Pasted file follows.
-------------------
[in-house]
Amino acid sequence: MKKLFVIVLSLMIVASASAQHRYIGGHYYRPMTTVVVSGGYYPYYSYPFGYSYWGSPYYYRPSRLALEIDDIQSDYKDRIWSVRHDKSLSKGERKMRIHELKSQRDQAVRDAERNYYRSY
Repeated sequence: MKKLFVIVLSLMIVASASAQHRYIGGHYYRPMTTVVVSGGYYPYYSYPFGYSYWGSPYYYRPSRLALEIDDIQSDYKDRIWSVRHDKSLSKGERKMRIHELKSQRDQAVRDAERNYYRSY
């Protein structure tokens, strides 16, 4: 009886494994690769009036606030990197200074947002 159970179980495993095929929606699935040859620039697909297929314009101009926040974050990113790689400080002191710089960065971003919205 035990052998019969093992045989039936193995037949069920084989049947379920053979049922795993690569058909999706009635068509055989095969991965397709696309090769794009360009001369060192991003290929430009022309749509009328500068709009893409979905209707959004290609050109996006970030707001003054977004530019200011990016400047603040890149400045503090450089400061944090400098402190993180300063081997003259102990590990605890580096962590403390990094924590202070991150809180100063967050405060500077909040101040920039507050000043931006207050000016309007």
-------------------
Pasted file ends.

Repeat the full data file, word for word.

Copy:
[in-house]
Amino acid sequence: MKKLFVIVLSLMIVASASAQHRYIGGHYYRPMTTVVVSGGYYPYYSYPFGYSYWGSPYYYRPSRLALEIDDIQSDYKDRIWSVRHDKSLSKGERKMRIHELKSQRDQAVRDAERNYYRSY
Repeated sequence: MKKLFVIVLSLMIVASASAQHRYIGGHYYRPMTTVVVSGGYYPYYSYPFGYSYWGSPYYYRPSRLALEIDDIQSDYKDRIWSVRHDKSLSKGERKMRIHELKSQRDQAVRDAERNYYRSY
């Protein structure tokens, strides 16, 4: 009886494994690769009036606030990197200074947002 159970179980495993095929929606699935040859620039697909297929314009101009926040974050990113790689400080002191710089960065971003919205 035990052998019969093992045989039936193995037949069920084989049947379920053979049922795993690569058909999706009635068509055989095969991965397709696309090769794009360009001369060192991003290929430009022309749509009328500068709009893409979905209707959004290609050109996006970030707001003054977004530019200011990016400047603040890149400045503090450089400061944090400098402190993180300063081997003259102990590990605890580096962590403390990094924590202070991150809180100063967050405060500077909040101040920039507050000043931006207050000016309007």